The Packers are the team to beat in 2022. The Bears and Lions are eyeballing 2023. And your new Vikings regime has stuck itself somewhere in between as a team still giving full chase to the distant Packers in 2022 while staring down the probability of falling short and finding itself a year behind the rebuilds in Chicago and Detroit in 2023.

That's how things looked in the NFC North as the NFL blasted its way into the first weekend of the new league year at ear-splitting decibels that sent Russell Wilson from Seattle to Denver, Deshaun Watson from Houston to Cleveland, Davante Adams from Green Bay to Las Vegas and, oh yeah, Tom Brady from retirement to unretirement.

Here's a look at what the rest of the NFC North has been doing while the Vikings were tripling down on their faith in Kirk Cousins' leadership potential and pushing other chunks of salary cap hits down the road for 33-year-old safety Harrison Smith and soon-to-be-32-year-old receiver Adam Thielen.

Detroit Lions

A cynic might suggest the Lions have been quiet in free agency because no NFL player with freedom would actually choose to play in Detroit. There's probably some truth to that, but money still speaks loudest of all this time of year, and Detroit has plenty of it, ranking 10th in available cap space, according to Over the Cap.

The Lions' second-year regime has made only one meaningful veteran signing, and that was a one-year deal for 25-year-old receiver D.J. Chark, a promising player who missed 13 games a year ago.

With three of the top 34 picks in this year's draft, including the first of two first-round picks from the Rams as part of last year's Matthew Stafford trade, the Lions have signaled an intent build through the draft. Then, when the time is right, they'll take some risks in free agency and craft an exit strategy from Jared Goff to their QB of the future as early as next year.

Re-signing safety Tracy Walker, 27, was a smart move for a defense that ranked 31st in points allowed last season. With many more defensive playmakers needed, the Lions could use their top three picks on that side of the ball starting with Michigan edge rusher Aidan Hutchinson at No. 2 overall.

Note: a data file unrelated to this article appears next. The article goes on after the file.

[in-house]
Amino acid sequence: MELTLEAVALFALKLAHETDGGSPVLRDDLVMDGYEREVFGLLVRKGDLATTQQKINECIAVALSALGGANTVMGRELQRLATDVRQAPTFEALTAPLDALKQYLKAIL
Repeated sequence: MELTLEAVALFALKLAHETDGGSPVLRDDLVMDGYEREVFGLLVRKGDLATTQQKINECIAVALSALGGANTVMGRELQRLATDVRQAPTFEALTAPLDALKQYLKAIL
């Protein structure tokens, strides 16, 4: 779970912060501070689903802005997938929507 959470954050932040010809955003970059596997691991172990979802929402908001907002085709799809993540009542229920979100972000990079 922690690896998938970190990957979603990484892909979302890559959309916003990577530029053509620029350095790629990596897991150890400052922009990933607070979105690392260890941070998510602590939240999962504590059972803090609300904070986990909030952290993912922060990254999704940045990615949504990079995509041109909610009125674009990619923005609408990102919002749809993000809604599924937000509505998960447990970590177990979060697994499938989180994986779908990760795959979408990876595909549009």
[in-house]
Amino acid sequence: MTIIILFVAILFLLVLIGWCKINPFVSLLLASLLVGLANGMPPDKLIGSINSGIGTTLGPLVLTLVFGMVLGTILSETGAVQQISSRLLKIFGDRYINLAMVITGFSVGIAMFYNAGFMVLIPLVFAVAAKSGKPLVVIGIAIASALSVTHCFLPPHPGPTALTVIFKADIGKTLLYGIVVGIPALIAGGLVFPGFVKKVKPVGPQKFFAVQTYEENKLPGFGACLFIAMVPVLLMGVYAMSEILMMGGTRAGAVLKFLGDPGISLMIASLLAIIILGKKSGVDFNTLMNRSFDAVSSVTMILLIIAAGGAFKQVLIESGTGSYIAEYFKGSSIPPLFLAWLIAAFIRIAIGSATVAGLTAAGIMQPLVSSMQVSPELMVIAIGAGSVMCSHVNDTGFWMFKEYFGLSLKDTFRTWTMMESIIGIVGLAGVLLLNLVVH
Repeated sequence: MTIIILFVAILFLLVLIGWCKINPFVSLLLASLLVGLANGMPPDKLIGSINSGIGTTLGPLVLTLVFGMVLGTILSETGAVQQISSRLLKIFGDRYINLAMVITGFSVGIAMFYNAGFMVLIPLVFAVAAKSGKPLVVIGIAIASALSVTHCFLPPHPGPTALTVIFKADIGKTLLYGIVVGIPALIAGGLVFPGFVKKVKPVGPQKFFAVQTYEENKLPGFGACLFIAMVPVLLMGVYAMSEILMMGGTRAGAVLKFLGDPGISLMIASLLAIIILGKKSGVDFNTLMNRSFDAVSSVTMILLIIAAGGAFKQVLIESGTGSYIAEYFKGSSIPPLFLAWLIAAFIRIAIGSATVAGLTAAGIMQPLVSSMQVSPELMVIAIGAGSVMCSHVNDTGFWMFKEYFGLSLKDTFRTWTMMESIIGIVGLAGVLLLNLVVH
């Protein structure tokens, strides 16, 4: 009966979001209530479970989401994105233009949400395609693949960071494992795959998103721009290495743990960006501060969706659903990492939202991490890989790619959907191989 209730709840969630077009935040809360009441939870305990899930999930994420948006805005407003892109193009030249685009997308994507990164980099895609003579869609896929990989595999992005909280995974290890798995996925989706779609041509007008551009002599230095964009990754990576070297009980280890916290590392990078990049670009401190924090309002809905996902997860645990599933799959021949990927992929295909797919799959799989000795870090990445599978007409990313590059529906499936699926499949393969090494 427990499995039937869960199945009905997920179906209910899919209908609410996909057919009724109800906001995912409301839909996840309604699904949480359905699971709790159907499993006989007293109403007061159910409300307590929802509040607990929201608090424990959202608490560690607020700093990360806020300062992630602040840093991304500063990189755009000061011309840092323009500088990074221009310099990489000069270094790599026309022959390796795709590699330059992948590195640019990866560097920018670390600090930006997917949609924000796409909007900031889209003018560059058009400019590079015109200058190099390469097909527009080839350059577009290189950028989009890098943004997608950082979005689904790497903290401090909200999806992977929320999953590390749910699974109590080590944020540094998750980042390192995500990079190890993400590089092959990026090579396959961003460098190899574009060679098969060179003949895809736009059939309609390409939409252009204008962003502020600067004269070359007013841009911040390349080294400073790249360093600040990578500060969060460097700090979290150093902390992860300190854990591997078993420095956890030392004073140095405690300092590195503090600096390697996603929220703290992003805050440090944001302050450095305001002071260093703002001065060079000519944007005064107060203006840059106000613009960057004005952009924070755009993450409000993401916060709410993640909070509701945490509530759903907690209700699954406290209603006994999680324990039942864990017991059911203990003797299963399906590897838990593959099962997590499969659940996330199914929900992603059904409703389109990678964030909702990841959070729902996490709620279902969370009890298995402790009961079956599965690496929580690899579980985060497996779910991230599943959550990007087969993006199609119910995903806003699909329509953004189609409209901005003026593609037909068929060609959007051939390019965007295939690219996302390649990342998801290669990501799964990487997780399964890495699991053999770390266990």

Chicago Bears

New General Manager Ryan Poles backed out of his interview with the Vikings last month, sidestepping a salary cap nightmare and the Cousins Conundrum for a rebuild intended to coincide with the maturation of second-year quarterback Justin Fields, last year's 11th overall pick.

Poles wasn't happy inheriting just four draft picks, but he added another second- and sixth-rounder this year and a sixth-rounder next year for Khalil Mack, a six-time Pro Bowler who's 31, coming off an injury-plagued season, due $64 million over the next three years and doesn't fit coach Matt Eberflus' switch to a 4-3 defensive front.

Poles also let top receiver Allen Robinson walk rather than overpay a 28-year-old to be part of a steady rebuild. Chicago has over $30 million in cap space, fifth-most in the league, but Poles chose instead to bring in Kansas City's Byron Pringle and Green Bay's Equanimeous St. Brown on team-friendly contracts.

Poles did lose James Daniels, a good, durable and only 24-year-old guard, to Pittsburgh. But he tapped the rival Packers again, signing away starter Lucas Patrick to fill that hole.

Green Bay Packers

Two years ago, the Packers won 13 games and the NFC North with first-team All-Pros playing left tackle and center. Neither one played for the Packers last year, yet Green Bay once again won 13 games and the NFC North while fielding a young, beat-up, makeshift offensive line.

That's the kind of margin of error that Aaron Rodgers has given the Packers for most of the past decade and a half. Besides being one of the best passers in NFL history, the two-time reigning league MVP just makes everyone around him a whole lot better.

That's what General Manager Brian Gutekunst is banking on after making Rodgers the highest-paid player in NFL history two weeks ago. Rather than risk Adams holding out to protest being franchise-tagged, Gutekunst dealt the disgruntled receiver to the Raiders on Thursday for first- and second-round picks this year.

That gives the Packers four of the top 64 picks. Not a bad return for a receiver turning 30 this season.

Yes, Adams was first-team All-Pro the last two years. But it wasn't until his fifth year in Green Bay that his career skyrocketed. It was 2018, the year Green Bay lost Jordy Nelson as Rodgers' top target at the time. And Nelson's breakout years in Green Bay didn't come until after Greg Jennings left for the Vikings.

Sensing a pattern for the fellas who play alongside No. 12, eh?

Right now, 26-year-old Allen Lazard is Rodgers' top receiver. Rodgers could make him the next star. Or it could be one of the receivers Gutekunst will be bringing in to bolster the position.

Gutekunst and his staff have an eye for hidden talent. A year ago, they signed former Gophers linebacker De'Vondre Campbell to a one-year, $2 million prove-it deal.

And all he did was earn first-team All-Pro and a five-year, $50 million deal to anchor the defense on a Packers team that's expected to win the NFC North for the fourth straight year.